|Corpus Christi 2016 – Father Philip Chester, St. Matthews’ Westminster
Sunday by Sunday we gather at St Matthew’s break bread and share a cup of wine as we celebrate God’s presence among us. The doors are open so that all may come in, gather around the table to receive the new life of Christ into their lives. This new life of Christ – exciting, maybe; disturbing – probably; and certainly not for the faint-hearted – not if we’re to carry that new life into the world that so longs for it – even though it mostly doesn’t know what it’s longing for.
One of my favourite images of this new life can be found in Gabriel Axel’s film Babette’s Feast, which we showed as part of our Lent course this year. On a small island in Denmark in the late nineteenth-century, two sisters – Martine and Phillipa, whose father is the local pastor, are at the centre of a puritanical community for whom the material world of God’s creation is merely a source of temptation and distraction from God. Martine meets Laurens Loewenhielm, a dashing young if a shade unsuitable officer. Laurens falls in love with her, but because of her father, and the life Laurens was to lead, Martine knew that she could never love him and he left the island, apparently for ever.
The following year, Achille Papin, a Parisian opera singer heard Phillipa singing in church while he was staying on the island. Entranced by her voice he offered to give her singing lessons in the hope that she would one day sing in Paris. They kissed during one of her lessons and Phillipa told her father that she no longer wished to have lessons with him, and soon Papin left the island.
The life of these isolated disciples went on uneventfully until fifteen years later Babette arrives on the island, a refugee from the war in France. Commended by Papin to Martine and Phillipa she worked as their cook and maid, sharing their poor and simple lifestyle and diet. During her stay on the island a friend had regularly bought a ticket to the Lottery – yes, even in nineteenth-century France! For her, it was more than ‘maybe, just maybe’ – she won.
The sisters and their congregation were alarmed at the prospect of Babette returning to France with her new-found wealth. But Babette wished to share her fortune with them. She asked that she might prepare a banquet to celebrate with them. The sisters reluctantly agreed. Shipments of extraordinary ingredients – wine, fowl, and even a live sea turtle – arrived. As the day of the banquet drew near, one of the members of the church asked permission to bring her nephew, now General Loewenhielm.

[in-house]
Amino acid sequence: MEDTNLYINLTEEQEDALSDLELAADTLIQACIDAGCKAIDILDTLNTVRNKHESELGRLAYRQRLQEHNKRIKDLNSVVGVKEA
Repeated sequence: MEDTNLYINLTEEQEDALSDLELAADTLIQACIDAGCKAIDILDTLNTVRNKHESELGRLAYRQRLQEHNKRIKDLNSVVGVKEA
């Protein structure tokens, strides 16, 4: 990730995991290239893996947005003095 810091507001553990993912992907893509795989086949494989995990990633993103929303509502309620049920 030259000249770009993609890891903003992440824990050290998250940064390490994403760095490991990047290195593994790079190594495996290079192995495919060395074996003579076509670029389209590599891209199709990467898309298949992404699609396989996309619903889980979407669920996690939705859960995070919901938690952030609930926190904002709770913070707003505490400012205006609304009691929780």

There were twelve gathered around the table, with Babette in the kitchen. Only the General recognised the quality of the food and drink. He reflected on his life of lust for power, his lack of love and his selfishness.
But during the meal old fractured relationships began to be healed, and a profound sense of peace came over the congregation.
When everyone had had their fill the sisters went to the kitchen to thank Babette for her generosity and hard work. They were amazed when Babette tells them that she will not return to Paris, but that she has spent her whole fortune on this great feast. She revealed to them her true identity as the great chef from the Café Anglais known throughout Paris for her culinary genius, but hidden these years on this life denying island.
It’s easy to live our lives on life denying islands of our own creation. Or we can open ourselves to the fullness of life for which God made us, giving and receiving selflessly, allowing fractured relationships to be healed and building with one another a community of peace and goodwill in which all can find a home. As Babette’s feast for that congregation, so the Eucharist for us week by week in St Matthew’s establishes a community.
When we allow ourselves to be found around his table we find the fullness of life that can be found in no other place, at no other time and in no other way. And finding it, we can do no other than share with others what he has shared with us.
Fr Philip Chester
One of my favourite London churches is that of St.Matthew’s, Westminster, in the heart of London’s West-End and within a censor’s aromatic reach of the Roman Catholic Westminster Cathedral. Its Anglo-Catholic liturgical celebrations include the ministry of women clergy – as well as that of an eclectic congregation – whose spirituality (apart from the use of women clergy) would not be very different from that of the nearby congregation of our R.C. sisters and brothers in Christ.
The lovely story (and film) of Babette’s Feast is a well-known paradigm of true Christian hospitality, compared here to the radical hos[pitality of Jesus Christ’s welcome of all people in the Great Feast of Corpus Christi – the Body and blood of Christ – wherein all are welcomed to partake, and become an integral part, of the Body of Christ in the world:
“Christ, our Passover, is sacrificed for us; therefore, let us keep the feast – not with the old leaven of malice and wickedness, but with the Unleavened Bread of sincerity and truth, Alleluia!”
Father Ron Smith, Christchurch, New Zealand